Mama, take this badge off of me
I cant use it anymore.
Its gettin dark, too dark for me to see
I feel like Im knockin on heavens door
Knock, knock, knockin on heavens door
Mama, put my guns in the ground
I cant shoot them anymore.
That long black cloud is comin down
I feel like Im knockin on heavens door.
Knock, knock, knockin on heavens door
Bob Dylan sang these lyrics as mortally wounded Sheriff Colin Baker staggers toward a river once destined to float him away in retirement.
Carson City Marshal Walter J. Thibido needlessly worries about what will happen to his family should he be killed by former lawman and shootist John Bernard (J.B.) Books.
Two shotgun blasts in the back mortally wound J.B. Books. He nods in acknowledgement when Gilliom Rogers throws away the handgun he just used to kill Books’ assailant.
Failing to capture a serial killer, Sheriff Ed Tom Bell retires and he and his wife sit at the kitchen table while he recounts a dream he had about his deceased father, a Sheriff in his own right, leading Ed Bell into eternity.
All of this in three movies, Pat Garrett and Billy the Kid, The Shootist and No Country for Old Men, which examine the close of police careers steeped in violence.
One of my law enforcement brothers stated, “Previously, I was a hired gun. Now I am a member of a community.” He’s still a law enforcement officer, but he’s learned something.
Pat Garrett and Sheriff Baker both represented the “hired gun” theme. Garrett alternated between outlaw and lawman. Baker returned the “piece of gold” he required to assist Pat Garrett in hunting for Billy the Kid.
Books was seen by the public as a shootist, a gunman, and thus perhaps a character not dissimilar to the opportunist and morally bankrupt Pat Garrett. The original The Shootist screenplay called for J.B. Books to backshoot an adversary. But, John Wayne refused to play it that way explaining that he had never shot anyone in the back in any movie that he had ever done.
Further arguing in opposition to the characterization, Books embodied the ideals of self sufficiency and fairness in purpose and action. He stated, "I won't be wronged, I won't be insulted, and I won't be laid a hand on. I don't do these things to other people, and I require the same from them." But, what he did not say is that he would not abide the same done to those who cannot defend themselves. And, that is the role of the moral law enforcement officer.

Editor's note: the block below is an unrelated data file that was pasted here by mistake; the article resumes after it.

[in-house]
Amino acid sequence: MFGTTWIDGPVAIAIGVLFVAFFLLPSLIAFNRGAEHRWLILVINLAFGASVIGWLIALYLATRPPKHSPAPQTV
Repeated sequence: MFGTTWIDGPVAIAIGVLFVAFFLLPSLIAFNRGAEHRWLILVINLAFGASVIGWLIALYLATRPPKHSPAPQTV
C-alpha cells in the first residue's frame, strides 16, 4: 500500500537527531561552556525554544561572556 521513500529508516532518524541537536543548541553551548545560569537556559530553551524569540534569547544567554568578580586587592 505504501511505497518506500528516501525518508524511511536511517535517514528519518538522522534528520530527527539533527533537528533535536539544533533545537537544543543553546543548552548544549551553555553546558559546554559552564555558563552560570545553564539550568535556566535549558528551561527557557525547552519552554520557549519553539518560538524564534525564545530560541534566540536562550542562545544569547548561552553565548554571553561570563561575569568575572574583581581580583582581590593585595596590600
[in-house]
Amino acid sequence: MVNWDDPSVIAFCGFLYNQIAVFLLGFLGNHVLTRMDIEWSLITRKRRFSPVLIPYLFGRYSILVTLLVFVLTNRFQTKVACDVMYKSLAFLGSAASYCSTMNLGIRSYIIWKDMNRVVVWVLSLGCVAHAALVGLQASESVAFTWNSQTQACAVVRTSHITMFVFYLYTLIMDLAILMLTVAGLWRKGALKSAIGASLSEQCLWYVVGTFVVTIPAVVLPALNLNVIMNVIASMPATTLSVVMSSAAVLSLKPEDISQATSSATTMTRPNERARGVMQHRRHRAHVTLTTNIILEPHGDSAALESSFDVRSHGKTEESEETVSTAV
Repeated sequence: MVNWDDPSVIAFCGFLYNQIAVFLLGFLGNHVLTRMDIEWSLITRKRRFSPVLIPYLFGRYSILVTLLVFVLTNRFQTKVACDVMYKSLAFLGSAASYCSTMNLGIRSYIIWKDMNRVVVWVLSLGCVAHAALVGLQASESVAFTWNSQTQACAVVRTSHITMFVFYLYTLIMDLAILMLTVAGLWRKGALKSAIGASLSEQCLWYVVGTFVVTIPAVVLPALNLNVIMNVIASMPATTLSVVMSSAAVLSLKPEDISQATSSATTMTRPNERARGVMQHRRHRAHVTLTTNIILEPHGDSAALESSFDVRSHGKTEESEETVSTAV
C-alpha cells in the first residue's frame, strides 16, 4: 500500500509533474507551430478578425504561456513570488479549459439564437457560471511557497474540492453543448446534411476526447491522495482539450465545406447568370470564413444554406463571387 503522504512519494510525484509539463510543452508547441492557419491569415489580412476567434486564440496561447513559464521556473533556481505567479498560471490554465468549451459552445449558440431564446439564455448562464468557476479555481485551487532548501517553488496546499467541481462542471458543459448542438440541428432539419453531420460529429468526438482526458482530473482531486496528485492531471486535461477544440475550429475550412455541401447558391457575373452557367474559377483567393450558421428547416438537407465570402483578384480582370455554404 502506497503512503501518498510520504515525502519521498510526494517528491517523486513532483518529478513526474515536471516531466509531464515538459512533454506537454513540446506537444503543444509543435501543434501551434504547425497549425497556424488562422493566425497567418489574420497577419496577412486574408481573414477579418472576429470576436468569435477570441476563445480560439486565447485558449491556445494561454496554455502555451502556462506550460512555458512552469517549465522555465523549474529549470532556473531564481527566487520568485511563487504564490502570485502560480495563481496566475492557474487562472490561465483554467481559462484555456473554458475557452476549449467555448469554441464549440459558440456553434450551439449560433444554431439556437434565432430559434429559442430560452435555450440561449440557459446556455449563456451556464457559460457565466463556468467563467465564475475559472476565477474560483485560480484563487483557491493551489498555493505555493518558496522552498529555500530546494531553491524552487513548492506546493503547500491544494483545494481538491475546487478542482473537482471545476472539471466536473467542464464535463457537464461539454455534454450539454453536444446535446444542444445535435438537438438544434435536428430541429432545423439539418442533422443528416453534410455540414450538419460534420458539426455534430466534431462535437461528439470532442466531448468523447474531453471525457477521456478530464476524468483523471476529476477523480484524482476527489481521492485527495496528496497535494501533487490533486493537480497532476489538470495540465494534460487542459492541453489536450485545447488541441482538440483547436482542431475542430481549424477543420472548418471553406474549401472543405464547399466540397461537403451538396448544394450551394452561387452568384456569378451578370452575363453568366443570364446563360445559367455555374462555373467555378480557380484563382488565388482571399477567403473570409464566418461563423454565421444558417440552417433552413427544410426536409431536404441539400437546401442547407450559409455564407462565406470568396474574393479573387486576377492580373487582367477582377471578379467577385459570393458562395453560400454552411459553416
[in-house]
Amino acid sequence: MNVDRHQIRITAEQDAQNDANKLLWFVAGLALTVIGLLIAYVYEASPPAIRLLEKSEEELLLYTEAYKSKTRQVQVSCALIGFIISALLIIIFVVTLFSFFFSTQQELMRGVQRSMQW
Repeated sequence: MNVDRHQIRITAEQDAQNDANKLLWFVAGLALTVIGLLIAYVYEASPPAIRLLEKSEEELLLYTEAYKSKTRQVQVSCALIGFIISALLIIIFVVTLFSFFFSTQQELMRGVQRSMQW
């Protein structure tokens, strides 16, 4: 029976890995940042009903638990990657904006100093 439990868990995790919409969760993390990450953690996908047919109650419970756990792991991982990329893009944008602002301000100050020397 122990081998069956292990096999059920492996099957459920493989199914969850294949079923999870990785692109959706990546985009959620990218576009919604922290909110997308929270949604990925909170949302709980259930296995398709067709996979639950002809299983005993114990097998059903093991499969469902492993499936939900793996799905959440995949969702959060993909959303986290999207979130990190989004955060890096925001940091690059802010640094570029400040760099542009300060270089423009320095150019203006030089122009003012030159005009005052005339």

Real cop life does have an element of the “hired gun” in it because society empowers officers with the authority to use deadly force when necessary to protect life. Fortunately, the anti-heroic moral relativism showcased by the spaghetti westerns of Clint Eastwood is not representative of modern police work. Eastwood’s work virtually ended the idealized good guy vs. bad guy storyline of the prior Western genre of films.
Most officers don’t think of themselves as hired guns, and they are just trying to get through the day by doing the right thing and not getting killed. Marshal Thibido and Sheriff Bell were such characters.
Upon retirement, some cops, like Sheriff Bell, struggle to adjust to a civilian life style incongruent with the essence of their adult identity creating a new void in their lives.
A dear friend and retired career law enforcement warrior warned me that I am “too invested” in the political issues enveloping and suffocating the soul of career law enforcement officers. And, perhaps I am too invested for my own good. It’s not in the script for Baker, Books and Bell, but I have a passion that is reason enough for me, grandchildren.
When I am knocking on heaven’s door, I want to be able to know that I made my best effort to influence the system to protect my grandbabies from those who wish them harm. I want to impart something to my grandbabies that will help them cope with the world’s dimming prospects for liberty.
Until that door opens for me, I pray that I retain the mental capacity to wield my pen in warning. That’s one way to address a threat.
When it becomes my time to only carry a retired law enforcement badge, I will not lay down my guns discarding the duty I accepted all these years as a hired gun for the American people. By God, if I can carry a gun for strangers, I can certainly carry one for my kin. That’s a second way to address a threat.
I was in a public park the other day for a family gathering. There was a gun in my pocket. Nobody knew about it, but it was there if a Wolf needed neutralizing.
"I won't be wronged, I won't be insulted, and I won't be laid a hand on. I don't do these things to other people, and I require the same from them." And, I won’t let anyone do it to my loved ones.
The honored badge will be in my wallet and the gun will still be in my hand when it is my turn to step through the door.